Thursday, July 21, 2005

This Week's Reviews: 7.21.05

This week's reviews:

Astonishing X-Men #11. A victim of near catastrophic decompression. Not to say it's not a good book - it's a good book - it's just that this story could've been told in three issues or less. This issue also features a scene where half-a-man (referred to, I swear to God, as a "fucking cripple" by the book's current villain, a faintly ridiculous anthropomorphic version of the Danger Room, though Marvel replaced the swear parts with the little symbols above the numbers on a keyboard. It ended up reading like Dagwood Bumstead was swearing after dropping a giant sandwich on the tools his neighbor borrowed but never gave back. But I digress) Charles Xavier drives a truck into his opponent. Ended up being an illusion, but there was still that moment where I was left thinking "he sure is lucky he stole a wheelchair-accessible truck." Cassaday's art is, as always, freakin' great, but drawing people realistically really does show how stupid a normal guy would look in, say, Colossus' get-up.

All at once: Action Comics #829 and Adventures of Superman #642. I've started picking up Action because Gail Simone writes it. That's about it. I've got a long-standing belief that Superman works better as a supporting character in other people's books and is really sort of dull on his own that I've never had disproved, so the Superman books were never personal favorites. Anyway, these two end up being the middle two parts of a four-issue storyline called "Sacrifice," taking place between Omac Project #3 and 4. Sacrifice part one, over in the other Superman book (called, you know, "Superman") had sold out in my local shop, which seems to be out of the ordinary, since I could grab a complete run of the last four year's worth of that title off the rack pretty easily.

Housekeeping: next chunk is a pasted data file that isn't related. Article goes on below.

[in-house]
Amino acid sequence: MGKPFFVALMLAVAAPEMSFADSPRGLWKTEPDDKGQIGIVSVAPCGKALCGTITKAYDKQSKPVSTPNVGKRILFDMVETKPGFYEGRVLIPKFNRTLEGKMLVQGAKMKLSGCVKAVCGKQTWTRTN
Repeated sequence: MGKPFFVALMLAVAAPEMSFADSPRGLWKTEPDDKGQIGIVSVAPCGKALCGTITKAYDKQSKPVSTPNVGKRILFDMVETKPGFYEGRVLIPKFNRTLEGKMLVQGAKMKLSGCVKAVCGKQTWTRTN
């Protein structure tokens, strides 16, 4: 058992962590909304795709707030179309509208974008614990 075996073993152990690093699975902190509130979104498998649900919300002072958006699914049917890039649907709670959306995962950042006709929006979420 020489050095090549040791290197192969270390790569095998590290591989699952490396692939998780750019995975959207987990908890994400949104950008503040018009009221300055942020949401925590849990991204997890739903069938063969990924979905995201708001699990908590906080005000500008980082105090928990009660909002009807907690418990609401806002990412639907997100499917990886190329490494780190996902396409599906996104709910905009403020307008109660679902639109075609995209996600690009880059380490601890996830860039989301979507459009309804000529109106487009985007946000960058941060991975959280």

The comic shop guy summed up the issue I'd missed by telling me Supes had spent the whole issue saving his supporting cast from Brainiac. At issue's end, he's left in his Fortress of Solitude (which is now in the Amazon jungle, for some reason. It's a big Mayan temple situation with an S on the front. I think the "S" is for "Subtle.") surrounded by the Justice League with blood on his hands.

Action's a flashback to what Superman thinks happened in part one, except this time he's fighting Darkseid, so, clearly, something's afoot, but the reveal at the end of the issue's really a pretty solid one, and something I didn't see coming, so I've got to give Simone credit on that front. Adventure was interesting enough that I'll actually end up buying next month's Wonder Woman for the end of the story. Mind you, I have never actually purchased Wonder Woman. Ever.

I've got a really weird nitpick about this story that I can't rightly get into without blowing most of the interesting stuff so invisotext follows. Highlight if you want to read:

So the villains Superman fights, they're all in his head. Which is pretty obvious once he tells the League what he remembers and he mentions four different villains as the root enemy. The two we actually see (and that made the covers of Superman and Action) are Brainiac and Darkseid. Now, Darkseid was killed (well, as killed as Darkseid can be, I guess) a few months back in Superman/Batman. By Superman. And Brainiac was just blown up in Outsiders, like, a damn week ago. You'd think Superman'd remember offing Darkseid so recently. But I guess the whole point's that his head's screwy and unreliable.

There. Fun? Yes.

One other thing before I'm off this topic: which Green Lantern is actually in the Goddamn League right now? This issue's got John Stewart, but JLA has Hal Jordan, and they've got to be happening more-or-less concurrently.